Dr Patience Mthunzi
“Being awarded with a National Order came as a surprise,” she says. “I still aspire to invent great things in my life as a scientist.”
She is the second person at the CSIR to receive the Order of Mapungubwe. The first one was Dr Sibusiso Sibisi, CSIR CEO, who received this Order in Silver for excellent contribution in the field of information technology in South Africa, contributing to the development of research and development (R&D) and providing business technology with analyses and strategies.
“It is daunting to be mentioned in the same sentence with Dr Sibisi, for whom I have the utmost respect,” she says.
National Orders are bestowed on South Africans who contribute to the betterment of the country in their respective fields and represent the highest award that a country, through its President, bestows on its citizens. The Order of Mapungubwe represents ingenuity and excellence, and is awarded for exceptional achievement.
Mthunzi’s name appears alongside the names of equally respected luminaries who have received this or similar honours, in various areas of science and technology such as the medical and engineering fields.
Mthunzi, a senior scientist at the CSIR National Laser Centre who obtained her PhD from St Andrews University in Scotland, is the first person in South Africa to obtain PhD in the area of optical tweezing in biophotonics. Optical tweezing allows her, for example, to non-invasively separate sick from healthy cells with near-infrared laser sources, holding promise for the treatment of degenerative diseases such as cancer.
“A conventional tweezer allows you to handle a small object using metal prongs. Similarly, laser light can be used to pick up and move whole cells and sub-cellular organelles without physically touching them,” she says.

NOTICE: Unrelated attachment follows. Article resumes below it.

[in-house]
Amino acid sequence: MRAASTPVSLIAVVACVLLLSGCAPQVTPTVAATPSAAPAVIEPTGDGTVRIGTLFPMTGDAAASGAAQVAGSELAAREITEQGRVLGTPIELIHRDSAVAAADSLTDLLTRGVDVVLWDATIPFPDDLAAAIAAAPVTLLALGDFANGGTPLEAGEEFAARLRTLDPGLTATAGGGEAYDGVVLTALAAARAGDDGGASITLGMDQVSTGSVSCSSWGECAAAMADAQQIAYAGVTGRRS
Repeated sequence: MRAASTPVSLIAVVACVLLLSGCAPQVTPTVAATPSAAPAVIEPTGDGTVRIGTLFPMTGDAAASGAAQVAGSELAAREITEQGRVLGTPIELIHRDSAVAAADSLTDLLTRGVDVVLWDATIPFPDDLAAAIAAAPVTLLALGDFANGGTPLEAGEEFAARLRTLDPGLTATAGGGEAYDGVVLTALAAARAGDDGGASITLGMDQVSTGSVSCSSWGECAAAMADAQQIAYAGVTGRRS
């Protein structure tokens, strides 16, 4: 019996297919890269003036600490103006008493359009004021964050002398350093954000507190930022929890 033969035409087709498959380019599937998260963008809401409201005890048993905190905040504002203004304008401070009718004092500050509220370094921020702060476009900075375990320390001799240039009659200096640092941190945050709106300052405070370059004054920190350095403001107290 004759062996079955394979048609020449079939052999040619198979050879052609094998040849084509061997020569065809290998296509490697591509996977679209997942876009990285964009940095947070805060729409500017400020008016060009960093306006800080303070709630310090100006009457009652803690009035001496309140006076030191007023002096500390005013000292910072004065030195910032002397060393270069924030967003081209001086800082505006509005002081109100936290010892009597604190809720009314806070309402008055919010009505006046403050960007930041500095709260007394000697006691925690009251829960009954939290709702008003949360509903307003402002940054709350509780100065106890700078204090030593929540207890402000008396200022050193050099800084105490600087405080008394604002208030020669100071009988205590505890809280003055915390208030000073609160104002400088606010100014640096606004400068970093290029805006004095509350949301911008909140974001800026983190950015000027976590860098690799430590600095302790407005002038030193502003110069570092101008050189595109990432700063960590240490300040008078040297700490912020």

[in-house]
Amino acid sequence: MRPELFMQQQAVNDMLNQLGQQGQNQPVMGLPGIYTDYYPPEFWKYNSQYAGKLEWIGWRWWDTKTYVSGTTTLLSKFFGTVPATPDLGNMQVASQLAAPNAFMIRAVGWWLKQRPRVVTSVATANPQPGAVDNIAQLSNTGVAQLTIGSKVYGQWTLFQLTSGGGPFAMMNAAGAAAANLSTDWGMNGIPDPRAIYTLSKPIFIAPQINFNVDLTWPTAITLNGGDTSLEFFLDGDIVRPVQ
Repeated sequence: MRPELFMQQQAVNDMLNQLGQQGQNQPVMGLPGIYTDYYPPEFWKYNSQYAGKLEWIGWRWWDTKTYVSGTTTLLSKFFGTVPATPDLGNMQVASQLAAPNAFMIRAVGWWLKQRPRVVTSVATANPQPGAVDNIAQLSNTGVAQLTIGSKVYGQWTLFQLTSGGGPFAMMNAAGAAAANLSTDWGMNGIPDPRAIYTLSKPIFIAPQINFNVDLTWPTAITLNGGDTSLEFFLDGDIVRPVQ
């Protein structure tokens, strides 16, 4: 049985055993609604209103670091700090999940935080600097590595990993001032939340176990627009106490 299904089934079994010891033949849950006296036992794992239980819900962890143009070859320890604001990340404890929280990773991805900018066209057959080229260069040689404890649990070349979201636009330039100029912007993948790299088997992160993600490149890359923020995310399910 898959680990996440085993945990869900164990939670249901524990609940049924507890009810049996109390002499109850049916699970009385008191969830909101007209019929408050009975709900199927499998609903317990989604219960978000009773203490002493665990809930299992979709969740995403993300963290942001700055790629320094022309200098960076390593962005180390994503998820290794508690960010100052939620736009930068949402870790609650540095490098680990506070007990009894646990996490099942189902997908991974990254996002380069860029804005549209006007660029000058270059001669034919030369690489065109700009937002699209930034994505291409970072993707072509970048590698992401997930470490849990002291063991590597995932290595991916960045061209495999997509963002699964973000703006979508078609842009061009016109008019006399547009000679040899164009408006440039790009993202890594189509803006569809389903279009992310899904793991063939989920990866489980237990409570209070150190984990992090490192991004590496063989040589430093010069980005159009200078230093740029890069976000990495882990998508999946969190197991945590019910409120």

Manager of the CSIR National Laser Centre, Dr Ndumiso Cingo, comments, "We are honoured and proud to have someone of Dr Mthunzi's calibre in our midst.”
Mthunzi says that she is resolute to push herself even further, a challenge she is keen to pursue just for the love of science. In 1960, she says, Theodore Maiman invented a laser from which, in 1986, Arthur Ashkin invented optical tweezers. “Laser technology and its beneficial use for mankind are what make me tick. I am more determined than ever to continue on this track,” she says.
She explains that the reason she does well in her research is that she is driven by passion and interest. To her fellow scientists and research colleagues, her message is simple: “Pour your heart and soul in your work. By this, I do not mean work, work, and more work, but rather love the science that you do.”
Mthunzi often receives invitations to be a motivational speaker at youth meetings and various public events. Her talks normally cover various aspects ranging from social issues, HIV/AIDS and her research work at the CSIR.
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